A dog beyond fences story.
The figure appears at the mouth of the alley. Again.
He walks the lane repeatedly. Something in him won’t let him stop this unsolicited patrol.
He misses the dogs the most. Oh, how he had enjoyed their unconditional love, their unrestrained joy over his presence. Him! His physical appearance left most folks skittish, looking for any excuse to cross to the other side of the street. But dogs? No, sir; they loved him. A coach had once nicknamed him “dogface.” Unfortunately, the name had stuck. Maybe that’s where it began.
His thoughts are the same, as repeatable as the path his feet will describe crossing this alley between Bleecker and Custer. On the third house, he floats to the right side of the narrow lane and likes to peer through the knotholes and cracks in the fence.
But he doesn’t see the dogs anymore. Now he only hears their pitiful mewls filled with hunger, their sad barks longing for any company, foreign or familiar.
“They sound hungry,” he says to the empty lane when he passes the fourth house.
At the eighth house, the fence is a more modest thing, barely four feet high. He sidles up to it, remembering how Daisy, the German Shepherd that lived there, would bound up to him. He smiles, remembering how her kisses and licks tickled him so much. And for a few seconds, just a few seconds, he wasn’t an abomination that walked shunned through life. For a few seconds, a fellow-creature had found his company imminently agreeable and had judged his presence as desirable.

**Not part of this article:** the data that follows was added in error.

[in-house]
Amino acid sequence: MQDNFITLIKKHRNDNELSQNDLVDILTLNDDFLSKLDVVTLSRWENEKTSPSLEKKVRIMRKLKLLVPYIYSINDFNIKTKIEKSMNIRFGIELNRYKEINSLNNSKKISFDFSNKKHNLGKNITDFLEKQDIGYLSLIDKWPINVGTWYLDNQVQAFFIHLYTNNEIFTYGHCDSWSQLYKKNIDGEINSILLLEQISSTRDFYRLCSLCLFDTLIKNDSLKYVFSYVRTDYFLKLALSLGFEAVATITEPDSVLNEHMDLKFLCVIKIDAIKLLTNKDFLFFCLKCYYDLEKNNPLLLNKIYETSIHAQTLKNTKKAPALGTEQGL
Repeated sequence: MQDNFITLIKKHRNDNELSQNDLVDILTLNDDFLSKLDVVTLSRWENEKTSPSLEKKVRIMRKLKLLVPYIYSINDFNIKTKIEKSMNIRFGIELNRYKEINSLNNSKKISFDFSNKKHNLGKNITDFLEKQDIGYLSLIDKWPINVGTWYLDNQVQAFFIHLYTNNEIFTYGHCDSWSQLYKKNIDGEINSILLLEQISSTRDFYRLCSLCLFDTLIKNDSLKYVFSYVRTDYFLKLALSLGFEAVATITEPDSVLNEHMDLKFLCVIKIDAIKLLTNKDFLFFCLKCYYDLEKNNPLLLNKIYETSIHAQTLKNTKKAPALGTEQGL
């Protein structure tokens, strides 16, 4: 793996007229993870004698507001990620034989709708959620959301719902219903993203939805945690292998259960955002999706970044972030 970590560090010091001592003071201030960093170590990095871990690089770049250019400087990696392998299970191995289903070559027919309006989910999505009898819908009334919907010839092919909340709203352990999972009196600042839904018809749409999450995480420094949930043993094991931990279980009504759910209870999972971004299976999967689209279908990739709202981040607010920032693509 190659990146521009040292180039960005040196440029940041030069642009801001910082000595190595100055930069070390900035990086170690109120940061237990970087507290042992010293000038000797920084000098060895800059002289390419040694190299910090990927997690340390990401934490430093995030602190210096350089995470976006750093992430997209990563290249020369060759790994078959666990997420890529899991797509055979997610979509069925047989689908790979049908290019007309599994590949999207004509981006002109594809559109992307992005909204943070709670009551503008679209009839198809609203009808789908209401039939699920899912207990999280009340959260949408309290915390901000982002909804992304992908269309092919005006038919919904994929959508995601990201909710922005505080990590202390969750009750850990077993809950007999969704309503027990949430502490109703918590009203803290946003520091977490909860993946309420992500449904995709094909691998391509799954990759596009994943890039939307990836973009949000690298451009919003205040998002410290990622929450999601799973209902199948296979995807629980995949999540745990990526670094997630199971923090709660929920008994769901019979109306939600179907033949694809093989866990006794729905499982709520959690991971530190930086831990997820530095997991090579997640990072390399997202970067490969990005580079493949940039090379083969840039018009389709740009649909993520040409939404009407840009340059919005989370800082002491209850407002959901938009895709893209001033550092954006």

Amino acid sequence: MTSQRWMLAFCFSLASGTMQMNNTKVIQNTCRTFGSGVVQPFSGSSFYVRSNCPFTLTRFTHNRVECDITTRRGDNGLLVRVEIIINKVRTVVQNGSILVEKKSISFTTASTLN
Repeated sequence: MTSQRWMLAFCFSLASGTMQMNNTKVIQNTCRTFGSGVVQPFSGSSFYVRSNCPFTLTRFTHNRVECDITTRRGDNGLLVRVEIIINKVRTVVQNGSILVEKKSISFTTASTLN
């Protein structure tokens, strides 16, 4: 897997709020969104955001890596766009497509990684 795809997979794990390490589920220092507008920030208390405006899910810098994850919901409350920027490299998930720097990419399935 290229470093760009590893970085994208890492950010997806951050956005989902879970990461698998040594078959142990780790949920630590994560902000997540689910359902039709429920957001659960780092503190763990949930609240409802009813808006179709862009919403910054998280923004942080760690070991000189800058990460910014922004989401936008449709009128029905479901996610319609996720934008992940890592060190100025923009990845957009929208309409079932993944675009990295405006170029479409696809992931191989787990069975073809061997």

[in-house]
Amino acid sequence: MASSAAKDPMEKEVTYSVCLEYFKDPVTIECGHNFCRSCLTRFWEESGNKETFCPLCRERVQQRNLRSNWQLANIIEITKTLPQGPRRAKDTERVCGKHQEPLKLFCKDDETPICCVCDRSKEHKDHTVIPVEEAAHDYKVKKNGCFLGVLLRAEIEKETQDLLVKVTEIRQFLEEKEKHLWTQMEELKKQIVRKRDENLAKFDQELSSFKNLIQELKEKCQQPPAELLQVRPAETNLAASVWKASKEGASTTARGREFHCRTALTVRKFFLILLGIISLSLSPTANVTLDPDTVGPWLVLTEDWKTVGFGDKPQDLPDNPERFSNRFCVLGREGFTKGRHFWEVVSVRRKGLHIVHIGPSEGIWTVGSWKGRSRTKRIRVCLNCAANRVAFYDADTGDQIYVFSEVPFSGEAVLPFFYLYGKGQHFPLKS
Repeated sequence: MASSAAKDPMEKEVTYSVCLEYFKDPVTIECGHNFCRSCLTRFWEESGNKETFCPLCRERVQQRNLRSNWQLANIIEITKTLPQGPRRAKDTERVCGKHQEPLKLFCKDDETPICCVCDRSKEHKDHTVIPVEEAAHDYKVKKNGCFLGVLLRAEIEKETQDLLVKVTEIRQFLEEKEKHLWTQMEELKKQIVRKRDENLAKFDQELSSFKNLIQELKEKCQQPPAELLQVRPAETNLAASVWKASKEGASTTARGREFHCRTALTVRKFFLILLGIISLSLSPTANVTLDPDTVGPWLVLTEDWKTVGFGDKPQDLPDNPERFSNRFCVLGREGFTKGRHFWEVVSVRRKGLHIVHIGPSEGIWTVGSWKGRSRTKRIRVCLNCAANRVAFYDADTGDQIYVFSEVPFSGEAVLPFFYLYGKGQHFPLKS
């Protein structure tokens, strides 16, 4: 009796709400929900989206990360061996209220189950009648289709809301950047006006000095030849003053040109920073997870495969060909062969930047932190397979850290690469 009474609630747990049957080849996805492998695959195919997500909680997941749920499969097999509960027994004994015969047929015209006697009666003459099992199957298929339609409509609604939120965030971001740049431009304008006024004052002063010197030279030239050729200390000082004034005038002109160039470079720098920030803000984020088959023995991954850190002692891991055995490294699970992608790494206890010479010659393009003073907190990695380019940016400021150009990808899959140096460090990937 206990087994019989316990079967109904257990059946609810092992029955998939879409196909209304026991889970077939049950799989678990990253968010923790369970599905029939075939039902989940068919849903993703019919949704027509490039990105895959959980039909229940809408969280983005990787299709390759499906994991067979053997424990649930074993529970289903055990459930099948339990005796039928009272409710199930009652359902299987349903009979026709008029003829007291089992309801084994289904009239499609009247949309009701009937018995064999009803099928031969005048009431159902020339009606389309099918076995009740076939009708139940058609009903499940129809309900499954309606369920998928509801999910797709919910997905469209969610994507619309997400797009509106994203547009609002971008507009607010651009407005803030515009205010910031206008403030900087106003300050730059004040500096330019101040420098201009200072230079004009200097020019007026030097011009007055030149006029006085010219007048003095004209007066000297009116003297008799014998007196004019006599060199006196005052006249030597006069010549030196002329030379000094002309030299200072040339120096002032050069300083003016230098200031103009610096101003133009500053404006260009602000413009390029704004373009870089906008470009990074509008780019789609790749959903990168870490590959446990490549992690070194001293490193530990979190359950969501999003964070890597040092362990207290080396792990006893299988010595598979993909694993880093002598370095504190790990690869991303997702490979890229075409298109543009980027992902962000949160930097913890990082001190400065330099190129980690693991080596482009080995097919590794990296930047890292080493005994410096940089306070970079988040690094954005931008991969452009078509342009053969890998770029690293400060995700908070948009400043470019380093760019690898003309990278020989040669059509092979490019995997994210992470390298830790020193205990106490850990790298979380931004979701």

He misses Daisy more than he misses his father.
He looks away as the smile slips from his face.
During its third wave, his ornery father fell ill and melted from the earth.
He didn’t miss him much. It wasn’t the ending he would’ve wished for the man who brought him into the world. It was far different from the elaborate fantasy he had concocted for the virtuoso of psychological cruelty.
Why had he never left the man? Why did he—for years—continue to stay with that tyrant? He still doesn’t understand his actions and inactions. Dogface was like Hamlet. He had cared little about school, but in English class, especially when they read stories by Shakespeare or Dostoyevsky, that was when dogface felt human.
He looks up and sees the last three houses before Custer.
The dogs continue their barking. It fills him with every emotion he has ever felt or will ever feel, happiness, longing, sadness, unfulfilled desire, wretched loneliness.
Dogface reaches Custer and pauses; he considers the empty street before him, then steps both from the alley and back into it. He should be on Custer now; he is not. He recurs to the mouth end of the lane.
He steps forward and sighs as the lonely dog pleas reach his ears.
“They sound hungry,” he says as he passes the fourth abandoned home.
Maybe this time he will see a dog. Perhaps this time he will meet an old friend.